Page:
Our premium members receive a weekly report of exchange-traded funds (ETFs) appropriate for covered call writing. These lists will never include a leveraged ETF because we feel that these securities are too risky and suitable only for sophisticated investors with high risk-tolerance. In this article, I will break down the mechanics of how leveraged ETFs work and demonstrate why it is not suitable for many retail investors.
Leveraged ETFs use a series of investment strategies such as short-selling, purchasing put options and using futures contracts to magnify the performance of the index that the ETF is tracking. They are constructed to return 2x or 3x of the underlying index value. As an example, if an index is up 1% in a day, that leveraged ETF would be expected to rise by 2% or 3%that day. Many use the term Ultra in their names.
Daily re-balancing and long-term results
Fund managers are driven to trade derivative securities such that at the end of a trading day the fund meets its advertised performance. Because of this daily re-balancing of the funds, the long-term results may not be the same as its advertised objectives. As long as the index increases in value the stated leverage will be met. However, if the index drops in value, the leveraged ETF will be worse off than the expected value based on its stated objective. Let’s set up an example to explain these concepts:
- Ultra BCI is a leveraged ETF with the objective of generating 2x the returns of index XYZ
- Share value = $20
- Index value = $1000
- On day 1 the index rises 10% to 1100
- Ultra BCI rises 20% to $24
- On day 2 the index drops back to 1000, a decline of 9.09% (100/1100)
- Ultra BCI drops by 18.18%($4.36) to $19.64
- While there was no change in the index after 2 days, there was a 1.8% decline in share value
QLD: leveraged ETF looking to return 2x that of QQQ (Nasdaq 100):
To further demonstrate how the funds leveraged objective does not usually hold true long-term, let’s view a 5-year comparison chart of QQQ (black line) versus its leveraged partner QLD (2x) (blue line):
Note how QLD performed much better than its stated 2-to-1 objective long-term as QQQ rose precipitously over the past 5 years.
Because of the nature of the derivatives employed to reach the funds daily stated objectives, investors are subject to a complicated set of tax rules and therefore are not as tax efficient as standard ETFs.
Leveraged ETFs are not appropriate for most retail investors because of the risk and high volatility. It is particularly inappropriate (in the eyes of this investor) for conservative investors utilizing a conservative strategy like covered call writing. For sophisticated investors with high risk tolerance this may be a useful security to use.
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For your convenience, here is the link:
Premium members please use the promo code that was previously mailed to you.
As has been the pattern since this site went bullish on the market in the 2nd quarter, 2009, the weekly economic reports were mixed to positive. Here is a summary of this week’s reports:
- The Federal Reserve’s Federal Open Market Committee (FOMC) decided not to ease it policy of buying $85 billion a month in bonds in order to decrease long-term interest rates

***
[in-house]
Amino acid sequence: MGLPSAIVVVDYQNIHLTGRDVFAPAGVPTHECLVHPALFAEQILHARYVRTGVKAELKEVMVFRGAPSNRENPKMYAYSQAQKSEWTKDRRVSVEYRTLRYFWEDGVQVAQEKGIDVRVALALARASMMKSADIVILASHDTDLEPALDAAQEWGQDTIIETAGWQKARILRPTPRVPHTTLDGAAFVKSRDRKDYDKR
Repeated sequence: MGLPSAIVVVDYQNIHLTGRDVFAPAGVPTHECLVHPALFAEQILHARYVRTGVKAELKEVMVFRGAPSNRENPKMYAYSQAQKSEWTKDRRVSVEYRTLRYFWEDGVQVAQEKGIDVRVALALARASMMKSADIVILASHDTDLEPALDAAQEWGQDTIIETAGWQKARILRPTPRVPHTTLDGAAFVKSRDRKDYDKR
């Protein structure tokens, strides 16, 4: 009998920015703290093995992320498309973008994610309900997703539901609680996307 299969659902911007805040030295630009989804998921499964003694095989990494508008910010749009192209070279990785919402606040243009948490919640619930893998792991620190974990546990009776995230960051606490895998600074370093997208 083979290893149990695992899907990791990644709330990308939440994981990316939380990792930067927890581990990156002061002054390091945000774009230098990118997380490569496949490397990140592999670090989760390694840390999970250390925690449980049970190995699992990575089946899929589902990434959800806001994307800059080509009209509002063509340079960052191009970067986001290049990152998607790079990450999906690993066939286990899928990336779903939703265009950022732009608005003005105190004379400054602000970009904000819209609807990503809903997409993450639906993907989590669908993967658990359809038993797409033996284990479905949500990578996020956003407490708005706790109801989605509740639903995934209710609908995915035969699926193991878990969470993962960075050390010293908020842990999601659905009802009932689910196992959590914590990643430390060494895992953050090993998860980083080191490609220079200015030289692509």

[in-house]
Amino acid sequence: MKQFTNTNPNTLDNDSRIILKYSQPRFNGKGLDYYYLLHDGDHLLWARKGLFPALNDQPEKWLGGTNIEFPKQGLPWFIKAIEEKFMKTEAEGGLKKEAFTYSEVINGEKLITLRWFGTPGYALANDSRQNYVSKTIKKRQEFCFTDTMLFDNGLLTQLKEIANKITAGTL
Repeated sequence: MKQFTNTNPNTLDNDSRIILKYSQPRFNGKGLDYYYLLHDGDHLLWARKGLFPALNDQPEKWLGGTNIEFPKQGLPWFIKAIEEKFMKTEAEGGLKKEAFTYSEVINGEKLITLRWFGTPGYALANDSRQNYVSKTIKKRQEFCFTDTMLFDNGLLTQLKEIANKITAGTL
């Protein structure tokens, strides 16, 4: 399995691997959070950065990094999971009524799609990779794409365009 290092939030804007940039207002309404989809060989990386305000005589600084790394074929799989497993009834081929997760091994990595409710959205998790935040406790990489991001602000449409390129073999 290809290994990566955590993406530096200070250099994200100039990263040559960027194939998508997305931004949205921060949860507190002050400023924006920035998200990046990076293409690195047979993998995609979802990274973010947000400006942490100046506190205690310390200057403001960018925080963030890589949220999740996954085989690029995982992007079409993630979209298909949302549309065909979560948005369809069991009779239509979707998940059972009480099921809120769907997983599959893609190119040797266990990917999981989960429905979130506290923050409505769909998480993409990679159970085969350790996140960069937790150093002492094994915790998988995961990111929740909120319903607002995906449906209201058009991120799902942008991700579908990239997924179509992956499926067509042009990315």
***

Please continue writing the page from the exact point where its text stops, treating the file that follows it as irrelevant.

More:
- The Fed also reiterated its plan to keep short-term interest rates near zero citing a slowing in the housing market as one main reason
- According to the Institute of Supply Management (ISM) the ISM manufacturing index rose to 56.4, better than the 55.0 expected
- New manufacturing orders remained above 60, a bullish stat for our economy
- New export orders also increased indicating a strengthening of economies in China and Europe
- The nation’s industrial output from mining, manufacturing and utility plants, increased by 0.6% in September , above the 0.4% anticipated
- Retail sales decreased by 0.1% in September, below the + 0.1% expected. This was mostly due to the decline in auto sales
- Excluding autos, retail sales actually increased by 0.4%
- The Conference Board’s consumer confidence index dropped to 71.2 in October, below the 75.3 expected
- Inflation remains in check as the Producer price Index (PPI) fell 0.1% in September while analysts were expecting a rise of 0.2%. This was due mainly to a decline in food prices
- Compared to one year ago, PPI decelerated by 0.3% in September from 1.4% in August
- The Consumer Price Index (CPI) rose by 0.2% in September partially due to rising energy prices
- Compared to a year ago, consumer inflation decelerated to 1.2% in September from 1.5% in August
- The Social Security Administration declared that benefits which are tied to inflation would rise by only 1.5% in 2014
For the week, the S&P 500 rose by 0.1% for a year-to-date return of 26%, including dividends.
I’ve had numerous inquiries in the past few weeks from new members asking how I assess market tone. As stated in my books and DVDs, I use three resources: Chart analysis of the S&P 500 as well as of the CBOE Volatility Index (VIX). In addition to those factors, I carefully evaluate the economic reports on a weekly basis…the ones I outline for you each week in my blog articles. Here is a 5-year chart showing a rising overall market and a calming and declining VIX over that time frame:
IBD: Confirmed uptrend
BCI: Moderately bullish favoring out-of-the-money strikes 2-to-1
Thanking you for your continuing support,